Review by Fiona Duncan, published 21st September 2010.
Gosh, it's ever so posh in Salcombe. Walking into the buzzing South Sands Hotel feels like entering a cross between a yacht club and a branch of Crew Clothing – those stores for upmarket outdoor types, full of salmon-coloured polo shirts and pinstripe Oxford cottons, complete with discreet logo. Docksiders feature large among the guests; Boden definitely had a hand in the cardigan and frock department.
It's the sort of place where receptionists and waiters are indistinguishable from the guests. Henrietta, who used to do the ski season, shows me to my room and tells me that she's not just duty receptionist and events manager these days, but the hotel's interior designer as well. I'm impressed. The decoration in my room, I note, is just right for the lovely view across Salcombe Estuary, if a tad on the bland and brand-new side, with plantation shutters, sea-coral curtains and a most attractive bathroom complete with porthole.
Henrietta is not trained in the art of introducing the guest to the bedroom. She points out the television and the DVD player, and tells me that it's rather complicated, indicates the (somewhat boring) hotel information folder and leaves. I change and descend the glamorous spiral staircase, only to find that to get a drink in this trendy and expensive new hotel I have to queue at the bar.
What's the story here, I wonder? South Sands has a great atmosphere, and is evidently hugely popular among the natives and people who holiday in and around Salcombe year after year, but it seems arranged more as a restaurant (the entire ground floor plus sea-facing terrace are given over to eating) than a fully fledged hotel. There's no guest sitting room, for example, no games room for children, no table service for drinks, no wet room – at least, not yet.
A friendly young man in shorts, flip-flops and a leg brace (torn ligaments caused by playing football on the beach) swings by on his crutches and introduces himself as Jeff Gillard, the manager and, together with a business partner, the man behind the whole venture.
The story unfolds and I instantly warm to his enterprise.
A third-generation Salcombe devotee (he's just spotted his 88-year-old grandmother dragging a kayak into the sea), Jeff gave up university in favour of running local pubs and indulging in his passion for watersports ("anything and everything, as long as it happens on the water," as he puts it).
When the rundown South Sands hotel came up for sale, he couldn't resist. He and his business partner took the place back to a shell, then rebuilt it and now he's a first time hotelier "on a learning curve".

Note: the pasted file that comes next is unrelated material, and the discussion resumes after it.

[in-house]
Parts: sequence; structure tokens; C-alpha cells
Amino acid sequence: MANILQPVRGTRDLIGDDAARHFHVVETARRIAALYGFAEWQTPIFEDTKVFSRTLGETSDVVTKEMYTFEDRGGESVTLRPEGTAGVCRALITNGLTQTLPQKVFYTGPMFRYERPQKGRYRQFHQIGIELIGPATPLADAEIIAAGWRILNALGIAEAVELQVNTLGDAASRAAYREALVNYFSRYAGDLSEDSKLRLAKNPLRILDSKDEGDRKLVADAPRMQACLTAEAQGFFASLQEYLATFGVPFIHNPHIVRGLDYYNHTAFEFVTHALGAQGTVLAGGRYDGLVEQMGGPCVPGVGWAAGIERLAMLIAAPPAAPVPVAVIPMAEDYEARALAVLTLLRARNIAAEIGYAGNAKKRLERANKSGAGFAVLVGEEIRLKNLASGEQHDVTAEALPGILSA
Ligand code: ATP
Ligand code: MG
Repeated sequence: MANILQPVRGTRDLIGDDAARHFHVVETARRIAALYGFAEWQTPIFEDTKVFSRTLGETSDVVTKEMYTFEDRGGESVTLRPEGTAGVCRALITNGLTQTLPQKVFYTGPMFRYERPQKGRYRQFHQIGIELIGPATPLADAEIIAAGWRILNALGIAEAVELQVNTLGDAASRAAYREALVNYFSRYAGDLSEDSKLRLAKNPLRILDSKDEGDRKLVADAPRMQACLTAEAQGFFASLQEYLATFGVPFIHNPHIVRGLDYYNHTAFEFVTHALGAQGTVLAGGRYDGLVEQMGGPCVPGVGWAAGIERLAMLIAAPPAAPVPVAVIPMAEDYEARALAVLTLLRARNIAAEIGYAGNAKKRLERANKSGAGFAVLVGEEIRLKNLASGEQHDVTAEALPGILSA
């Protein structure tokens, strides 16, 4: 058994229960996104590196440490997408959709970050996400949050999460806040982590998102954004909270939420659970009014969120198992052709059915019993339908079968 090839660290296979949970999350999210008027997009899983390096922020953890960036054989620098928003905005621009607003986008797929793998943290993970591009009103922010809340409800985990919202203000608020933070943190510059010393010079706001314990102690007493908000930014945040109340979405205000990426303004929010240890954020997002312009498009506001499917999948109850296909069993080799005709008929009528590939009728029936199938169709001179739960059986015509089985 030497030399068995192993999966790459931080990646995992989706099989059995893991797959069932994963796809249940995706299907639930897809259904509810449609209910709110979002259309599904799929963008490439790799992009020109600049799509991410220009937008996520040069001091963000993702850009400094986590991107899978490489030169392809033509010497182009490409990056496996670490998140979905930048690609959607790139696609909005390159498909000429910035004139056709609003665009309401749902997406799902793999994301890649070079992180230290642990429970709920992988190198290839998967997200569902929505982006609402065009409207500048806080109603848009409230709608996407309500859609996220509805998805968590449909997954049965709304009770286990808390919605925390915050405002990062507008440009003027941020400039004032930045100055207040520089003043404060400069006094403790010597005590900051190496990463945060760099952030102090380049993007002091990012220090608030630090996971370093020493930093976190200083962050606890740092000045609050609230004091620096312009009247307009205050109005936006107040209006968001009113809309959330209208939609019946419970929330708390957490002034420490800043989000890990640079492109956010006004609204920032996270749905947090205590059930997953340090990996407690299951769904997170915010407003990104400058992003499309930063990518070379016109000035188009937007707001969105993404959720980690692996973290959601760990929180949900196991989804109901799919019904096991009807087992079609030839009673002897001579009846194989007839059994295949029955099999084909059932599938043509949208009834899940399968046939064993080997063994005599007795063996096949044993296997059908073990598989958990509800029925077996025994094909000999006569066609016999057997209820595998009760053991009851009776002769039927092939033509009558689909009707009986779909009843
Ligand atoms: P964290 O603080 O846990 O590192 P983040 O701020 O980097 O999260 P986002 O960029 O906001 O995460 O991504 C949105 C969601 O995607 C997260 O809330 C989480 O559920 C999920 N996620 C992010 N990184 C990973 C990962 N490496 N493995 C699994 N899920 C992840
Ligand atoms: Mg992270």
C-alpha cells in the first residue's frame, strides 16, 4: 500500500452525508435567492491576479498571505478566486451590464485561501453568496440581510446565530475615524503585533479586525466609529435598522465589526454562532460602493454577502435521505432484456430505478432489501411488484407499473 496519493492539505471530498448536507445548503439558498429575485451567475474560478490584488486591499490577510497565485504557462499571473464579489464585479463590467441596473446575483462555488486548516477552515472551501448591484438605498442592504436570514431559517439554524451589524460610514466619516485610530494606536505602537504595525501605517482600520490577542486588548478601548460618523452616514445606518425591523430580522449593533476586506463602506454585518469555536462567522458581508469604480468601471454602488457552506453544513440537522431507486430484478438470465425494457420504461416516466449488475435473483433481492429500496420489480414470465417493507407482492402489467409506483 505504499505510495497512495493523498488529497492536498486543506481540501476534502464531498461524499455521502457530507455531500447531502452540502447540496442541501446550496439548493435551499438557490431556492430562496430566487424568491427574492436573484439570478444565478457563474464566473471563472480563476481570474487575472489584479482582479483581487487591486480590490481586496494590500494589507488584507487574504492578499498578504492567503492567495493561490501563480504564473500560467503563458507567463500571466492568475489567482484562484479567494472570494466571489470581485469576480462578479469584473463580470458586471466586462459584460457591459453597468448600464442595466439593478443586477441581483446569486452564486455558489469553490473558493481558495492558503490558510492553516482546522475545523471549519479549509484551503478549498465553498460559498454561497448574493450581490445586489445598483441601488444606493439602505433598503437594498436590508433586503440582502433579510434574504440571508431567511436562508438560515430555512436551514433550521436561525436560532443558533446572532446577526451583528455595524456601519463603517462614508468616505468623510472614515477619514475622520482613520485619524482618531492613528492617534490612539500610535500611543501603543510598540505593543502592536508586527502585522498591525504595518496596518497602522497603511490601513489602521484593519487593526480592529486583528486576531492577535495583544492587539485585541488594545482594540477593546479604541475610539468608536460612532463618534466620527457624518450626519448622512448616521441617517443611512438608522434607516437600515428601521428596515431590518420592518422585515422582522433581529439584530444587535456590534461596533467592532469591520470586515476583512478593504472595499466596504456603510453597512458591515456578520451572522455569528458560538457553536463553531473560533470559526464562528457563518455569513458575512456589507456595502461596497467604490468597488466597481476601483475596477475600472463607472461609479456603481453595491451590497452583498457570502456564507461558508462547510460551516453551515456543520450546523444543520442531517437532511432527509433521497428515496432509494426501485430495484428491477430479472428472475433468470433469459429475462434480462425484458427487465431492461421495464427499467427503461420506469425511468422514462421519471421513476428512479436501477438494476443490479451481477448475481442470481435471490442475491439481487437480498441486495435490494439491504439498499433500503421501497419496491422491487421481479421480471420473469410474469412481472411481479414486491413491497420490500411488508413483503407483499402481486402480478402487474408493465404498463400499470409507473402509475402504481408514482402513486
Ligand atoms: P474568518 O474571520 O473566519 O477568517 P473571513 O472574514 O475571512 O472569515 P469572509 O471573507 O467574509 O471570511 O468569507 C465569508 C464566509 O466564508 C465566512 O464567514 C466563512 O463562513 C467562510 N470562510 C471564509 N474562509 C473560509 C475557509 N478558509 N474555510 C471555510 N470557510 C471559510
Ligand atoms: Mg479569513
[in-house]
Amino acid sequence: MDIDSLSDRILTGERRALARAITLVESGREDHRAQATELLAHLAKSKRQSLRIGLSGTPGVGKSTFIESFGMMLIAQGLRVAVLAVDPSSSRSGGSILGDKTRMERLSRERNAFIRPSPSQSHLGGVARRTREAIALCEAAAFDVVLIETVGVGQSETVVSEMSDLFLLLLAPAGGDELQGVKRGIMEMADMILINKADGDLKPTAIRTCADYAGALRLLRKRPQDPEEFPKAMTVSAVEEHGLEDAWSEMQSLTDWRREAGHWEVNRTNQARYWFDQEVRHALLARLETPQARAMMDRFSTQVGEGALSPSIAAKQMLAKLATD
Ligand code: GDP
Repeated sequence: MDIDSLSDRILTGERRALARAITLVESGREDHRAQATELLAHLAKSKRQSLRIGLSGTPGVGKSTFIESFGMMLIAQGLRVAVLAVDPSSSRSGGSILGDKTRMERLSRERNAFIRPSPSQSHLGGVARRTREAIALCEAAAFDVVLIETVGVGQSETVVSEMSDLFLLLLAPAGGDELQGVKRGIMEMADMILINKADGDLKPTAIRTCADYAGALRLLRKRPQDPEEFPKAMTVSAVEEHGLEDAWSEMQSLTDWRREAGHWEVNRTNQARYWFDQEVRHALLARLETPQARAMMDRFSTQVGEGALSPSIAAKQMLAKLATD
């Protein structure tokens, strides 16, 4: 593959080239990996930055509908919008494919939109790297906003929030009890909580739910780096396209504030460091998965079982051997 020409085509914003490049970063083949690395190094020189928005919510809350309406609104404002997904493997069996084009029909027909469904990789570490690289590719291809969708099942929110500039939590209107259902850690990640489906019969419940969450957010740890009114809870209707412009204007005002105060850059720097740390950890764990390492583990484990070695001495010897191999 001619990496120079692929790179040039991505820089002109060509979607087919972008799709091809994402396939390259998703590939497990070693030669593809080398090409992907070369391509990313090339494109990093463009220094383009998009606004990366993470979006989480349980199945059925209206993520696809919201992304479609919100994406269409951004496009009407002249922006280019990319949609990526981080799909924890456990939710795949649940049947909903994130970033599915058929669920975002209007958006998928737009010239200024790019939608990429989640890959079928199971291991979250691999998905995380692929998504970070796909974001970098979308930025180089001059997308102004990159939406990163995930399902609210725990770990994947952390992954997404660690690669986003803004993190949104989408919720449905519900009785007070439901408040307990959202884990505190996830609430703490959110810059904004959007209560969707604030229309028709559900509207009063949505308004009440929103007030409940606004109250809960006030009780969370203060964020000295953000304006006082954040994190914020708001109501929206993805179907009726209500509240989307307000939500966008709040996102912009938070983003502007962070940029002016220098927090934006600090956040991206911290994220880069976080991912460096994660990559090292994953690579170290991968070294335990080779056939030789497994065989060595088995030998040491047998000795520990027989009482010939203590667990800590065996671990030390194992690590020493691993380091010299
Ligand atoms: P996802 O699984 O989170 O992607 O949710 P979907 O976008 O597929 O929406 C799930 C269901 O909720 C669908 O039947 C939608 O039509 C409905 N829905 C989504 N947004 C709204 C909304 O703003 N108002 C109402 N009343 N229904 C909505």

He is enthusiastic, hard-working and I'm sure will put right missing elements. He has already saved thousands of pounds by employing his friend Henrietta as the hotel's designer, instead of a bespoke company, and she's done a great job – the New England look works here – and all in all South Sands is a hugely appreciated and needed addition to the handful of south-west coast hotels that are fun and happy places to stay.
The upshot is, if you love walking or watersports (South Sands Sailing, based in a converted Methodist chapel, is next door and offers everything from sups – stand-up boards – to powerboats), then look no farther than this hotel, if not yet perfect, then very definitely on its way.
- Bolt Head, Salcombe (01548 859000; www.southsandshotel.co.uk) Doubles from £120 per night, including breakfast. There is one bedroom for guests with disabilitiies
WHAT TO SEE
Well, there's a National Trust property, Overbecks, just up the hill with a tropical garden, but really this place is all about activity: walking and watersports. Everything and anything can be arranged (the hotel will help) from powerboating and waterskiing to stand-up boards (sups), kayaks and all kinds of sailing from lasers to yachts.
The hotel works with the South Sands Sailing (www.southsandssailing.co.uk) next door (based in an old waterfront chapel), and the Island Cruising Club (www.icc-salcombe.co.uk), whose sail training courses (great for children) are based on a retired, permanently moored Mersey Ferry. The hotel also organises shooting in winter, at very reasonable cost
PUBS AND SUNDAY LUNCH
In summer, if the tide is right, don't miss a trip by boat to the Millbrook at South Pool (01548 531581; www.millbrookinnsouthpool.co.uk), winner – among several other awards – of West Country "Community Pub of the Year" last year. Great food (invariably locally sourced), beams, fires, scenery, local Red Rock Brewery beer – the works. In winter head for the Sloop Inn (01548 560489; www.thesloop.co.uk), a 14th-century pub a short walk from the beach at Bantham in the unspoilt South Hams: it's a lovely spot: all traditional log fires and cosiness and walks on the surf-crashed sands.
There's a fabulous walk from the hotel door along the coast path to Soar Mill Cove and Bigbury Bay. South Sands is the last populated cove before you hit open country and unpopulated ones only reached by foot.